I am not displeased with the results of Rituxan as a single agent. I had no adverse reactions to Rituxan during and between infusions. In addition a reduction of more than 25% in a 3-measure index of spleen volume, there were substancial reduction in all enlarged, above-the-diaphragm lymph nodes. Immuneglobulin A levels drawn about 6 months before the first round of rituxan and 9 months after the 2nd round increased a little, from 25 to 27. Between 2005 and 2014, immuneglobulin A levels had dropped an average of 9 points per years, and continued to drop at that rate between May 2014 and November 2015. So a small increase in something. IgG levels had dropped from 925 in 2005 to 402 in May 2014, about 60 per year, but declined by only 44 points in the next 3 years (at 358). IVIG infusions made it impossible to determine levels of endogenous IgG levels in November 2015. It has been reported with ibrutinib that immunoglobulin A levels have increased with some patients. If you kill cancer cells without significant toxicity for pleuripotent hemopoietic stem cells and non-cancerous b-cells, then there is hope that ibrutinib can help to improve b-cell function (immunoglobulin production).

Jump to this post

@dougmann, thank you for sharing your journey with CLL. It is also great to hear you did not have reactions to your treatments with Rituxan.

You sound very knowledgable about your numbers, diagnosis, and treatment options. You mentioned that you transferred you care to Mayo Clinic in August of 2016 and plan to start treatment soon with ibrutinib. Do you mind sharing with the other members how you are currently doing and feeling with your CLL diagnosis?

@dougmann

I was diagnosed with CLL, stage 2 in May 2014, accompanied by very frequent infections requiring antibiotics (more or less once per month), drenching night sweats, painful chancre sores in my mouth, hypogammaglobulinemia with low immuneglobulin A, G and M, and very high Lactic Acid Dehydrogenase levels, high and rising AST levels, persistent monocytosis, and frequently elevated granulocytes and immature granulocytes, I had been unable to work more than a part time schedule (about 24 hours per week) since early 2013 because of hypertensive episodes that occurred when I worked more than that. I have some other chronic illness in addition to CLL/SLL, such as hypothyroidism, early stage diabetes, and history of cardiac ischemia prior to treatment for hypothyroidism, COPD and bronchiectasis. I was told that I had a good cancer and would not need treatment for many years. I was eligible for treatment under International workshop guidelines for diagnosis and treatment of CLL, but I wasn’t offered treatment until April 2016 when I complained of severe upper left quadrent abdominal pain.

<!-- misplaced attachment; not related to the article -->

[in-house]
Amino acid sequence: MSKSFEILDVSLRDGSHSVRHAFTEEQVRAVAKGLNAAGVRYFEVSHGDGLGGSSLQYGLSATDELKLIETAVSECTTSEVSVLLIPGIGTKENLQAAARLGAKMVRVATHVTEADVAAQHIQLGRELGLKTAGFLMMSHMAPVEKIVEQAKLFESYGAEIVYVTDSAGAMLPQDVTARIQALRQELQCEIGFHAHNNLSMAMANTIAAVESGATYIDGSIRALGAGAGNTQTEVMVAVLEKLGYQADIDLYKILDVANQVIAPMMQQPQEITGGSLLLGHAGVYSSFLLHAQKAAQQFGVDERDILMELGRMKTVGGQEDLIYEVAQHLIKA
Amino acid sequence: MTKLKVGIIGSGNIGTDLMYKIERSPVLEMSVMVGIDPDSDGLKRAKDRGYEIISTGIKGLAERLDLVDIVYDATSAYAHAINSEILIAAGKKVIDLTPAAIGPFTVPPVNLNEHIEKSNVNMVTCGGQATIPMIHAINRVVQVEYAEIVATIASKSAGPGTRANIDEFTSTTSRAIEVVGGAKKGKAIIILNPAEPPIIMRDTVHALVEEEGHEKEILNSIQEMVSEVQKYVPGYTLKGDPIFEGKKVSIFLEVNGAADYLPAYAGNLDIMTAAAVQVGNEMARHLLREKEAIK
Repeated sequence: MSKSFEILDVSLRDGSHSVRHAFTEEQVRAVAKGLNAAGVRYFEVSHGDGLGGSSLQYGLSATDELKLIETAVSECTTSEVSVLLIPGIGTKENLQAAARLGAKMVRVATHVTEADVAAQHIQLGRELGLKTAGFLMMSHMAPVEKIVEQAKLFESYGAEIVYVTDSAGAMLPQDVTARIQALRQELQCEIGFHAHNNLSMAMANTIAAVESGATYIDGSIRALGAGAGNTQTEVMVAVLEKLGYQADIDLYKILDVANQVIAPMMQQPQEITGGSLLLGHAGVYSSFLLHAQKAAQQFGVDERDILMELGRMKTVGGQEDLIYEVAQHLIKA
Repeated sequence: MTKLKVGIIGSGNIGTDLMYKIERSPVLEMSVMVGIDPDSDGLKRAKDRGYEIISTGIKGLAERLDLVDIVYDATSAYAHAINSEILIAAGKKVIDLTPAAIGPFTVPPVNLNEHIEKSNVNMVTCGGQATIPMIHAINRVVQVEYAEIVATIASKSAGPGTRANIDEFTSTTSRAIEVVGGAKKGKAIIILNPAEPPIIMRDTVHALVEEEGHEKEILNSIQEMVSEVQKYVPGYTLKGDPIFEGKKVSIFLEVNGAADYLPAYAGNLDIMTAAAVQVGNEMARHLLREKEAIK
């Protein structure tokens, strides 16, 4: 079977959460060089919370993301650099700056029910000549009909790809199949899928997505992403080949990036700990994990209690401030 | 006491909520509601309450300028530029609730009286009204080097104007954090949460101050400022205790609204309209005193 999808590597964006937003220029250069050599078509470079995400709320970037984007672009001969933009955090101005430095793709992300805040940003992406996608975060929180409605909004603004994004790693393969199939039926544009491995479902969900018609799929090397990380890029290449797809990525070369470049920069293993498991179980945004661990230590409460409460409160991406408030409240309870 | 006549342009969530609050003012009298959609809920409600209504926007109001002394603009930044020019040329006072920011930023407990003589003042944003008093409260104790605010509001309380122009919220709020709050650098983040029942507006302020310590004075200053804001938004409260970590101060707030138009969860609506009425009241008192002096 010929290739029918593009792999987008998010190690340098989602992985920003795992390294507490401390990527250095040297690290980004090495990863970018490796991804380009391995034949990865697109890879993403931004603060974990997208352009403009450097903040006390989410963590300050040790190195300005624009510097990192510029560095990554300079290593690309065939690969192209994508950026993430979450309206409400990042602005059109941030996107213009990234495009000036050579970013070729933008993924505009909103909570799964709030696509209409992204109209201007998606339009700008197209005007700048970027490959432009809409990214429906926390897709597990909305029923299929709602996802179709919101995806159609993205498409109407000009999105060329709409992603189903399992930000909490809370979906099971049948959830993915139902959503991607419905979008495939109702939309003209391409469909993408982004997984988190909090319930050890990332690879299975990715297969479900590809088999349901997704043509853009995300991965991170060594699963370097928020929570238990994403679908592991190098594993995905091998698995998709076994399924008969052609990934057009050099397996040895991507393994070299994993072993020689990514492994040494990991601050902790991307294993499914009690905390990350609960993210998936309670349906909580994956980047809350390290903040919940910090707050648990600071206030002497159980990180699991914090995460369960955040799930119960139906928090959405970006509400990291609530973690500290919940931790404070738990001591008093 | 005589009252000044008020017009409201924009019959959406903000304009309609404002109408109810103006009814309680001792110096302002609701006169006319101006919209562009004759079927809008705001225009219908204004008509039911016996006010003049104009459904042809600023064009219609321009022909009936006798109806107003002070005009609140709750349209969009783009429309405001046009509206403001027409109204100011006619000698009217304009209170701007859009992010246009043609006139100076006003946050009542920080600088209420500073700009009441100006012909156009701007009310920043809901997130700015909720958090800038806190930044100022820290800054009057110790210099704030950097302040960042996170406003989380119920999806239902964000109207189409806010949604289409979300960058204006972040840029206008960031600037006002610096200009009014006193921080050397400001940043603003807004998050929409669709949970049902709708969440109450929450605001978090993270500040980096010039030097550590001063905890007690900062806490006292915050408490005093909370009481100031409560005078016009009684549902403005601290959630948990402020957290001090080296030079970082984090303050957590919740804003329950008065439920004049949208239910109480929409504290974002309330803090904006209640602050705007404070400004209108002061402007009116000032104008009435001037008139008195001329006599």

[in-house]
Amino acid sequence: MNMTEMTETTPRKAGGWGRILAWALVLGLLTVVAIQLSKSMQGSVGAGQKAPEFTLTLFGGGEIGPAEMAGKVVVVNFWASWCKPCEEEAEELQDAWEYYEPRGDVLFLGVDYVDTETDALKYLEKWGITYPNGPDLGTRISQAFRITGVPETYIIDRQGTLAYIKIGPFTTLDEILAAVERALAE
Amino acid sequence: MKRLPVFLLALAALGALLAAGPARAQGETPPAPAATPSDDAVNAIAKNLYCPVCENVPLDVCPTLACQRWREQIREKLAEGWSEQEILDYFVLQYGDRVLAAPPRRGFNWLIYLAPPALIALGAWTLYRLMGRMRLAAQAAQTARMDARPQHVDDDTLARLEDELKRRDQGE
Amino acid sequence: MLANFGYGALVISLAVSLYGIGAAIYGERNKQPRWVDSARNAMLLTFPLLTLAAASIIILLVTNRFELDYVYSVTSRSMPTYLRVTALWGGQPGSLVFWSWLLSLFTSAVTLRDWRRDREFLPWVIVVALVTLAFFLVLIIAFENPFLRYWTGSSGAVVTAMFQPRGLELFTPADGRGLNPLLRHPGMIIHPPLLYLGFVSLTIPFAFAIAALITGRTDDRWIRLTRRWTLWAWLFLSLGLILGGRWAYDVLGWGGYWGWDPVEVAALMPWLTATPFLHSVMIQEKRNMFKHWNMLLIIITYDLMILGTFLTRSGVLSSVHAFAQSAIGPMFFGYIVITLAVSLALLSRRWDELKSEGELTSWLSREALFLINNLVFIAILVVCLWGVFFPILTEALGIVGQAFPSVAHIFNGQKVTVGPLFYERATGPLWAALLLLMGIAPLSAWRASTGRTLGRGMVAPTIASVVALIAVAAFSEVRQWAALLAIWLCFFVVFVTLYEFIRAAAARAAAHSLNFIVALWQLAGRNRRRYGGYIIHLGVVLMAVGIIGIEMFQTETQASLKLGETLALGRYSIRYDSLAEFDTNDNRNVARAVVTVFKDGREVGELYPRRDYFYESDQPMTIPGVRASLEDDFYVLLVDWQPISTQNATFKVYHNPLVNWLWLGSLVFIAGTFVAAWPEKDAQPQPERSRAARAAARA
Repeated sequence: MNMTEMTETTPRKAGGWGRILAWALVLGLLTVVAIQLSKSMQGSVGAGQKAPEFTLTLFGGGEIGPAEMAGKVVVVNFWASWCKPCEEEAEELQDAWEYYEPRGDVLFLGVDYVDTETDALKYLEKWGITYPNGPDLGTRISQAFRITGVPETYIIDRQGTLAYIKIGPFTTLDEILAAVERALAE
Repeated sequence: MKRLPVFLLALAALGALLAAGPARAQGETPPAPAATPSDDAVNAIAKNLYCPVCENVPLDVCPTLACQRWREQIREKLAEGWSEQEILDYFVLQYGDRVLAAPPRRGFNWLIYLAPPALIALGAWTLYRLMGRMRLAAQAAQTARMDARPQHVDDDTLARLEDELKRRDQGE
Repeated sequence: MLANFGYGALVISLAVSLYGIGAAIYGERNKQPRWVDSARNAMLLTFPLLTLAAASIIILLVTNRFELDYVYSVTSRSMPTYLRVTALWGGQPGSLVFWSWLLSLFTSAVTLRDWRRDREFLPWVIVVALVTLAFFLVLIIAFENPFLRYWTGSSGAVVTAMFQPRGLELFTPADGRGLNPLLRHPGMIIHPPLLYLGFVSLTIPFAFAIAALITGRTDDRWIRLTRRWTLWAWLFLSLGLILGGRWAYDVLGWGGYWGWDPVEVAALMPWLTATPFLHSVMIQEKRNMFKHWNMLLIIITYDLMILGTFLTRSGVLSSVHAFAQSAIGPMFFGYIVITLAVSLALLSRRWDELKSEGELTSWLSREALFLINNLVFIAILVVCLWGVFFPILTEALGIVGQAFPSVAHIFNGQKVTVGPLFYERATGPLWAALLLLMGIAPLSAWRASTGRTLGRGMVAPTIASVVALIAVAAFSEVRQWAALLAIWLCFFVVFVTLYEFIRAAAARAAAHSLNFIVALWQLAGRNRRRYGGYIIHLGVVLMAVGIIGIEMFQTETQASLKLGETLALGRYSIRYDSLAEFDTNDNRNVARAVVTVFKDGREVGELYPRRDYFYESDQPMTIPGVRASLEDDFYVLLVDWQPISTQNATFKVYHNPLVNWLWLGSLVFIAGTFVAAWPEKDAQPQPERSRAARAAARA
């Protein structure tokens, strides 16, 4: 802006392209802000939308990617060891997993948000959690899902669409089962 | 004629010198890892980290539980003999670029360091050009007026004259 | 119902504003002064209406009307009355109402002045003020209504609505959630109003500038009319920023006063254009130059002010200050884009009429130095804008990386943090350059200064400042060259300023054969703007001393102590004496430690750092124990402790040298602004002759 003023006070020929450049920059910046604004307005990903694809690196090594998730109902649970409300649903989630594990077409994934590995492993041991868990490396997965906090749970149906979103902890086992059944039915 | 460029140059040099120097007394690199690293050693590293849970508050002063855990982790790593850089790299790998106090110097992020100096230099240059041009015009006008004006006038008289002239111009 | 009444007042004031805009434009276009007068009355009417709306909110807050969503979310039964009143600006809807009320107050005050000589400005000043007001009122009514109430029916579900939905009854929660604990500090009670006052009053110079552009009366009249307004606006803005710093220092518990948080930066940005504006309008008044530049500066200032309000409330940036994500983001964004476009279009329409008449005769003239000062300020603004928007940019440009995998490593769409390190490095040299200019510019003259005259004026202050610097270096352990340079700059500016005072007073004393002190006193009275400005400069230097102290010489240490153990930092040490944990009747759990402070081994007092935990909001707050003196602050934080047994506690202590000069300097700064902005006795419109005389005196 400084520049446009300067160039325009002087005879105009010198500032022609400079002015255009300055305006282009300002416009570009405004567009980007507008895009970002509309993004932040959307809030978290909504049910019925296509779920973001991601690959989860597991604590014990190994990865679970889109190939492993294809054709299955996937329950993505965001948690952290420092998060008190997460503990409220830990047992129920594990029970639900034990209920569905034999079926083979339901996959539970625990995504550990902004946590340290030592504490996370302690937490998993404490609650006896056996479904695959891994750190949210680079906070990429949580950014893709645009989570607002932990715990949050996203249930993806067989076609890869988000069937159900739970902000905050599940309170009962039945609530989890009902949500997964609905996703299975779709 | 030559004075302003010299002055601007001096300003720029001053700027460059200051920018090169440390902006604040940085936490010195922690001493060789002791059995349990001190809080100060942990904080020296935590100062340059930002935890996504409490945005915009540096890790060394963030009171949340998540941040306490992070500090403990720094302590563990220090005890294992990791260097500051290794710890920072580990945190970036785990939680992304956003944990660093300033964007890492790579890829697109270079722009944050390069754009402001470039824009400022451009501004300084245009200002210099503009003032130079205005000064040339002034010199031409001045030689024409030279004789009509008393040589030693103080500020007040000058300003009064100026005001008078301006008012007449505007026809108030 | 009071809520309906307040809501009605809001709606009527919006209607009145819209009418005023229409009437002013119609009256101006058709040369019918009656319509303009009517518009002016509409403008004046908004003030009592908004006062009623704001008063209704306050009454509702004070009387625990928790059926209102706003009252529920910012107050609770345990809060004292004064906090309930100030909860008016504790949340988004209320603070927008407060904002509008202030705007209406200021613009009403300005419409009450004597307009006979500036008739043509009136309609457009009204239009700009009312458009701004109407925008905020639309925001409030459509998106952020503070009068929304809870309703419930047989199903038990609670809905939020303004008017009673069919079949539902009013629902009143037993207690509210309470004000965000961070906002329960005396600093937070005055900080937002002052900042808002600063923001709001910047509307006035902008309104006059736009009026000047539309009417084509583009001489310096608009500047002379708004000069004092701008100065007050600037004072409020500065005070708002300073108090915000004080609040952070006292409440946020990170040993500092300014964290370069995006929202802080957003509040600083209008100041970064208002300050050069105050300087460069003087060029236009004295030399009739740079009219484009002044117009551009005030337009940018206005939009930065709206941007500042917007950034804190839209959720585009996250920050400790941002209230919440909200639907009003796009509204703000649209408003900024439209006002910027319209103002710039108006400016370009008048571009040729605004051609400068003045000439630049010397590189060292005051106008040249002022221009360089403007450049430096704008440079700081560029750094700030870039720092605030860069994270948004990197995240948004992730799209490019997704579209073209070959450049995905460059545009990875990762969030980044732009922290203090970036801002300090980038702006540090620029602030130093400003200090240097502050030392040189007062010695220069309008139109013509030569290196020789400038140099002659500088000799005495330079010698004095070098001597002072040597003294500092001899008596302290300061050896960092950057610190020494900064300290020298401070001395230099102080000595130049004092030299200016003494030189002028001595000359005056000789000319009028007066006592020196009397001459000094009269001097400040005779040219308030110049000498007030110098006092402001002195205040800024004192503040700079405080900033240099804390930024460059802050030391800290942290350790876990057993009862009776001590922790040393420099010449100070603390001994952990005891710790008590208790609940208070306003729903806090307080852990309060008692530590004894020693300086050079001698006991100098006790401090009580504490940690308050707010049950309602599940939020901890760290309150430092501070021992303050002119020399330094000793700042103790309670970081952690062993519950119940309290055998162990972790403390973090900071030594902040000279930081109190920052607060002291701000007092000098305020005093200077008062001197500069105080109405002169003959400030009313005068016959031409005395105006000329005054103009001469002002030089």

Rituxan was prescribed as a single agent, 4 infusions in April 2016 and 4 infusions in July-August 2016. The first round of rituxan infusions greatly reduced the abdominal pain, normalized most of the lab results that had been out of whack, reduced the size of my spleen, and eliminated intense back pain which I had long assumed to be related to spinal degeneration. However, the night sweats, mouth sores and frequent infections continued. About 6 to 7 weeks after completing the 4th infusion I had a flair-up of abdominal pain plus severe pleurisy-like pain, which peaked in a bout 10 days and then gradually diminished. A second round of rituxan infusions nearly eliminated the abdominal and pleurisy like pain, which flaired up in about 7 weeks, peaked and then subsided and disappeared. Night sweats became infrequent and less heavy, and ceased to happen for a couple of months, then resumed, sometimes nightly for a week or two, then not at all for as much as a week. I required no antibiotics for over months. I also discontinued IVIG in October 2016 because of out-of-pocket costs and the very small benefit that I had gotten from it. My next infection requiring antibiotics was in March 2017, and I’ve since had infections requiring antibiotics at 6 week intervals. so far this year, mouth sores have generally come and gone within a few days, are not very painful, only once progressing to a full blown chancre sore.